I bought Royal Airs not long after loving Troubled Waters. But the third book, Jeweled Fire, had just come out in hardback, so I decided to wait to read Royal Airs until I had the third one in paperback, too. I waited. And waited. And saw the publication information change, saying the paperback version of Jeweled Fire wouldn't be coming out for like twenty years! I pre-ordered it on Amazon in 2016; earlier in June (2019), Amazon cancelled my order because they found out the book wouldn't be released at all. :(
(Yesterday I discovered the reason why: the publisher decided that people will prefer ebooks to paperbacks). So much for my paperback collection of these books. :(
Thankfully, interlibrary loan started back up at the local library. So I put in a request for Jeweled Fire. In the meantime, I also found a copy of the fourth book, Unquiet Land (also hardback). So once Jeweled Fire arrived from out of town, I knew I had to get reading Royal Airs!
Of course, this being four years later, I don't really remember all the details of Troubled Waters. Thankfully, Royal Airs gives enough of the background information that I was able to piece together the important bits as I went along.
Royal Airs takes place about five years after the events of Troubled Waters. Rafe Adova, a man who gambles at cards against people for a living, notices a well-dressed red-head slip into the bar he's in. When some unsavoury sorts corner the red-head at the table, Rafe is quick to stop them. He has lived on the streets for years now, and appreciated when strangers helped him.
Of course, he wasn't expecting that the wayward girl he was helping was Princess Corene. And he most definitely wasn't prepared to meet her sister, Princess Josetta, who operates a shelter in the slums. While in the area, Rafe is later jumped and almost killed because of the strange markings on his ear. Josetta's guards find him and bring her back to the shelter, where their lives become unexpectedly intertwined because they find each other fascinating. But when the truth about the attack comes to light (and to the attention of Darien Serlast, regent of the Welce throne and Corene's father) their lives get a whole lot more complicated!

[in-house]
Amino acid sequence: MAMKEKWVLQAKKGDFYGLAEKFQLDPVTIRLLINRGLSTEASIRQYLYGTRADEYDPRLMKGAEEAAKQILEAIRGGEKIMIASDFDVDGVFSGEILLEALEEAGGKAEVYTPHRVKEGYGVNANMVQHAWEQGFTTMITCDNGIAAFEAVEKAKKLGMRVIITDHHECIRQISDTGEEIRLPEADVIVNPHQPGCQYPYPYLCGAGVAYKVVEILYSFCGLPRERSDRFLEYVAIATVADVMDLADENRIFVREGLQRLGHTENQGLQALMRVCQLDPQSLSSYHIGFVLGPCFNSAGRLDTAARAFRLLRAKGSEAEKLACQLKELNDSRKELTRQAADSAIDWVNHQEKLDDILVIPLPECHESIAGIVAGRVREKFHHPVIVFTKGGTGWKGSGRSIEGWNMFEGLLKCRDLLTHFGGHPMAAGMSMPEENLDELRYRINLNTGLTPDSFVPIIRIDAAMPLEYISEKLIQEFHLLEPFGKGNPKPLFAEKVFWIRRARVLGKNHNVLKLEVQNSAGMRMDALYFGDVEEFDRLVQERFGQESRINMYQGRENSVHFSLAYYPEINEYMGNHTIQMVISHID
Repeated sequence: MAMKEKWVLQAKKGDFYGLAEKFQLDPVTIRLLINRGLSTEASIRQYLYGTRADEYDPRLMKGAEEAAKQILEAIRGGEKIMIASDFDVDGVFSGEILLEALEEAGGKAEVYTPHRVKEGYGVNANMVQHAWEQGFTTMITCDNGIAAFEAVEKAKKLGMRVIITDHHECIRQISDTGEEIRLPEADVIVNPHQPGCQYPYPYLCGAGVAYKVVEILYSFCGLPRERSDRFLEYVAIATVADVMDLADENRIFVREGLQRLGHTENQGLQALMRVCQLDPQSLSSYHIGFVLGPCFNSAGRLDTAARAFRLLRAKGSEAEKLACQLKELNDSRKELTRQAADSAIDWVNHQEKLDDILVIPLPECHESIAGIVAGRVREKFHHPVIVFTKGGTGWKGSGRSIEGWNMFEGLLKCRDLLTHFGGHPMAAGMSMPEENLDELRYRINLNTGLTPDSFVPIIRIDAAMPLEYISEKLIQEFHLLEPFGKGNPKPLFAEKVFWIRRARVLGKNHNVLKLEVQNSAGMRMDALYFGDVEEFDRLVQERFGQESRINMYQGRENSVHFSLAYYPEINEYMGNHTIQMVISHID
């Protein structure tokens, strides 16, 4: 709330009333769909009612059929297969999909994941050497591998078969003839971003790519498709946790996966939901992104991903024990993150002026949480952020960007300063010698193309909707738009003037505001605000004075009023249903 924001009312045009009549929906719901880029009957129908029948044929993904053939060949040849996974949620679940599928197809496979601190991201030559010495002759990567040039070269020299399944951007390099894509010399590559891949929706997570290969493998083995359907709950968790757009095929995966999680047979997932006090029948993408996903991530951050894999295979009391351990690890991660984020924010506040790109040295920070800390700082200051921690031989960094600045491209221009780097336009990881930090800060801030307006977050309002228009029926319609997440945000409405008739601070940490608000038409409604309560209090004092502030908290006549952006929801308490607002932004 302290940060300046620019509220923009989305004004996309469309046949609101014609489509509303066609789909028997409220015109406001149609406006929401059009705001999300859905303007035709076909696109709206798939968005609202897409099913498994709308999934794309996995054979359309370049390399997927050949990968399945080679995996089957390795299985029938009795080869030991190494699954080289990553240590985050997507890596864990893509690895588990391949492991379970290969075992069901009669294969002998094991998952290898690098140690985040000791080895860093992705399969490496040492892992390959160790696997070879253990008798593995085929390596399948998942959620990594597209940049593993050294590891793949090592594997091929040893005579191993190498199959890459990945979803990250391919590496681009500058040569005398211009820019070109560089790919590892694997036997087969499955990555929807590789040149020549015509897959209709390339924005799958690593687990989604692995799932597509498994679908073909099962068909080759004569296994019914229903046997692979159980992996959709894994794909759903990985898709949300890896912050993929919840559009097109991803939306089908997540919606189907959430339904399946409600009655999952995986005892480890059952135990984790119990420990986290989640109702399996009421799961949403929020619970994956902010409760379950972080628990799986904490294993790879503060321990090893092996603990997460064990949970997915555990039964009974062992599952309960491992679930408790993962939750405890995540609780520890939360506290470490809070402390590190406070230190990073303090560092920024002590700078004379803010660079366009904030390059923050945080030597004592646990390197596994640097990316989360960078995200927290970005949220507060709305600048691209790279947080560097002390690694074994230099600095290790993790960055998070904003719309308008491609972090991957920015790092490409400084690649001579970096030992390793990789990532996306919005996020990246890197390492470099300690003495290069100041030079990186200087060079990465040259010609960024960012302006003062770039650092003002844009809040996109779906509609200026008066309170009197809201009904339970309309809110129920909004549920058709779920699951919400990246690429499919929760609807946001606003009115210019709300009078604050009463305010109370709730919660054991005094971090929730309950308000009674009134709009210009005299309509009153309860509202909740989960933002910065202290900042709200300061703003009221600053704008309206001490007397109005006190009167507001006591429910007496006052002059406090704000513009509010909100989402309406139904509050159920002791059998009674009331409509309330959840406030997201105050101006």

Okay, I'll admit that's a pretty lame synopsis. There's a lot more to Royal Airs than that, but also a lot less political maneuverings than were in Troubled Waters (I think? Maybe I'm wrong about that? It's been four years?) The two main characters, Josetta and Rafe, want to lead ordinary lives. Josetta likes caring for the poor in her shelter in the slums (I loved how Zoe brought water to the building for her because of course the coru prime can do that!) I also loved how Rafe had no elemental blessings for years (every time people pulled ghost coins, which are coins that are so old and worn that you can't tell what blessing was supposed to be on them) until Josetta pulled blessings from her shelter's temple, where none of the coins were old enough; only then did Rafe get actual blessings (but they were all extraordinary ones, not ones associated with particular elements).
But then Royal Airs also has the technological aspects as well. The elay (air) prime invented cars (elaymotives), and is working on creating flying machines as well (aeromotives). Rafe was given a fortune for helping Corene, and at Josetta's suggestion he meets the elay prime to invest in an elaymotive factory. But while there, he discovers the plans for the aeromotives, and gets recruited to be a pilot (which is a huge gamble because there have been seven fatalities already!)
The political maneuverings happen mostly around visits to the state. First one foreign prince arrives to tour Welce in the hopes of making some trade negotiations. Then the empress from a second nation arrives as well. As one of the heirs to the throne, Josetta has to attend both. And after Darien Serlast discovers Rafe (and Serlast knows exactly who Rafe's parents were, even though he keeps that information close to his chest), Rafe is drawn into the affairs of state as well. There's also a huge question as to the heir of the country, because the named heir hasn't been seen at court for a year or two (only her decoy).
All in all, I really enjoyed Royal Airs. It was great to read more about the characters I liked from Troubled Waters, plus I really liked the new additions as well. Once again, this book was full of superb worldbuilding, and I can't wait to start Jeweled Fire!
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